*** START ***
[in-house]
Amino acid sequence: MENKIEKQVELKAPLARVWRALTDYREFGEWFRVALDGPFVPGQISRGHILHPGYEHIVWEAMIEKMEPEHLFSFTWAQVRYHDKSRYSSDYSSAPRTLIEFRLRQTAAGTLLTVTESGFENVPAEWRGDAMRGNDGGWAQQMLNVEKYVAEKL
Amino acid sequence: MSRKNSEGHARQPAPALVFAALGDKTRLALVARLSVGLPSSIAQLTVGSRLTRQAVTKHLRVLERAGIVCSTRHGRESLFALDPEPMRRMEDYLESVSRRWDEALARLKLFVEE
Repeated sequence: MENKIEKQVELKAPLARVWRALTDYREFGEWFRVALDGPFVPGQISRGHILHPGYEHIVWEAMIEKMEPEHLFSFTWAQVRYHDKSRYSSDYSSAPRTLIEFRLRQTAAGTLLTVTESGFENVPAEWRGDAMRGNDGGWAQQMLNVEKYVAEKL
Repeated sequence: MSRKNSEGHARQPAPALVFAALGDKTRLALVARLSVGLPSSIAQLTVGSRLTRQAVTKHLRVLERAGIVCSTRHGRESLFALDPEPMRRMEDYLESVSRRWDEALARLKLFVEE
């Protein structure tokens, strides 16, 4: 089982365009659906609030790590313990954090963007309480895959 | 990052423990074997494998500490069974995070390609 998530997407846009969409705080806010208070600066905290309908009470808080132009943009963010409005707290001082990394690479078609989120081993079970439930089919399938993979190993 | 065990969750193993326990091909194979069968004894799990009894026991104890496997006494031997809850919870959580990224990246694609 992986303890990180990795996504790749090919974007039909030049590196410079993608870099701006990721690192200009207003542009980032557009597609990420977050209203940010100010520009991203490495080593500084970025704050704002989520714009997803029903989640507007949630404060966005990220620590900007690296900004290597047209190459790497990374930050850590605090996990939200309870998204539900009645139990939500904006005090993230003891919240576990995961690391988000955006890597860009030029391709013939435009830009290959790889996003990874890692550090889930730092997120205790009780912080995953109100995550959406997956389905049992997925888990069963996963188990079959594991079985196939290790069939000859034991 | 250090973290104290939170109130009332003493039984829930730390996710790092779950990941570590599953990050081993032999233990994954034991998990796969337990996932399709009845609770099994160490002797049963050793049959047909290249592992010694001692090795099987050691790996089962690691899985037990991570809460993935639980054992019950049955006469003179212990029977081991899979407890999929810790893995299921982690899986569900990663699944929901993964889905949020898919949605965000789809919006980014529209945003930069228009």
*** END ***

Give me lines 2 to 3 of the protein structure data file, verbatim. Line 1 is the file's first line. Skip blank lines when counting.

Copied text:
Amino acid sequence: MENKIEKQVELKAPLARVWRALTDYREFGEWFRVALDGPFVPGQISRGHILHPGYEHIVWEAMIEKMEPEHLFSFTWAQVRYHDKSRYSSDYSSAPRTLIEFRLRQTAAGTLLTVTESGFENVPAEWRGDAMRGNDGGWAQQMLNVEKYVAEKL
Amino acid sequence: MSRKNSEGHARQPAPALVFAALGDKTRLALVARLSVGLPSSIAQLTVGSRLTRQAVTKHLRVLERAGIVCSTRHGRESLFALDPEPMRRMEDYLESVSRRWDEALARLKLFVEE